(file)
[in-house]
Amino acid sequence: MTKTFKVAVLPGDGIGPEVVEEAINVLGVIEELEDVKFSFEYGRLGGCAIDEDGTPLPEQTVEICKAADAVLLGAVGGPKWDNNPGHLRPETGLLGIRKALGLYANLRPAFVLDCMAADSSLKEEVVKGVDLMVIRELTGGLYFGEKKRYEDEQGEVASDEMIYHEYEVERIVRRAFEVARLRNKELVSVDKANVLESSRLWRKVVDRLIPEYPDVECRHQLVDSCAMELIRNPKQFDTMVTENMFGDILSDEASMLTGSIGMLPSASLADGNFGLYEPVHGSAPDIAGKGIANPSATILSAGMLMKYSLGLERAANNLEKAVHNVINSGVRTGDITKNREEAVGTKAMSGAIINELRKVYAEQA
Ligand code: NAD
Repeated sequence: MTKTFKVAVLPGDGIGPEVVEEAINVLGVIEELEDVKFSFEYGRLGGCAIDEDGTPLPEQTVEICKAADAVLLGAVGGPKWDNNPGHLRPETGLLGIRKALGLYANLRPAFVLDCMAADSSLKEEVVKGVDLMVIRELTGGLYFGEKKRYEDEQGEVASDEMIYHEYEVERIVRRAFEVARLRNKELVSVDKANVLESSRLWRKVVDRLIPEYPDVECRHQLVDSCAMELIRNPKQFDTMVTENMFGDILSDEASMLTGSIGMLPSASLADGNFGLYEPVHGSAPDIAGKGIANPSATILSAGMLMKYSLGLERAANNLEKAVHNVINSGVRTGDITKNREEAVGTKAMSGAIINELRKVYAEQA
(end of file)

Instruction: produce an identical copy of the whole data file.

[in-house]
Amino acid sequence: MTKTFKVAVLPGDGIGPEVVEEAINVLGVIEELEDVKFSFEYGRLGGCAIDEDGTPLPEQTVEICKAADAVLLGAVGGPKWDNNPGHLRPETGLLGIRKALGLYANLRPAFVLDCMAADSSLKEEVVKGVDLMVIRELTGGLYFGEKKRYEDEQGEVASDEMIYHEYEVERIVRRAFEVARLRNKELVSVDKANVLESSRLWRKVVDRLIPEYPDVECRHQLVDSCAMELIRNPKQFDTMVTENMFGDILSDEASMLTGSIGMLPSASLADGNFGLYEPVHGSAPDIAGKGIANPSATILSAGMLMKYSLGLERAANNLEKAVHNVINSGVRTGDITKNREEAVGTKAMSGAIINELRKVYAEQA
Ligand code: NAD
Repeated sequence: MTKTFKVAVLPGDGIGPEVVEEAINVLGVIEELEDVKFSFEYGRLGGCAIDEDGTPLPEQTVEICKAADAVLLGAVGGPKWDNNPGHLRPETGLLGIRKALGLYANLRPAFVLDCMAADSSLKEEVVKGVDLMVIRELTGGLYFGEKKRYEDEQGEVASDEMIYHEYEVERIVRRAFEVARLRNKELVSVDKANVLESSRLWRKVVDRLIPEYPDVECRHQLVDSCAMELIRNPKQFDTMVTENMFGDILSDEASMLTGSIGMLPSASLADGNFGLYEPVHGSAPDIAGKGIANPSATILSAGMLMKYSLGLERAANNLEKAVHNVINSGVRTGDITKNREEAVGTKAMSGAIINELRKVYAEQA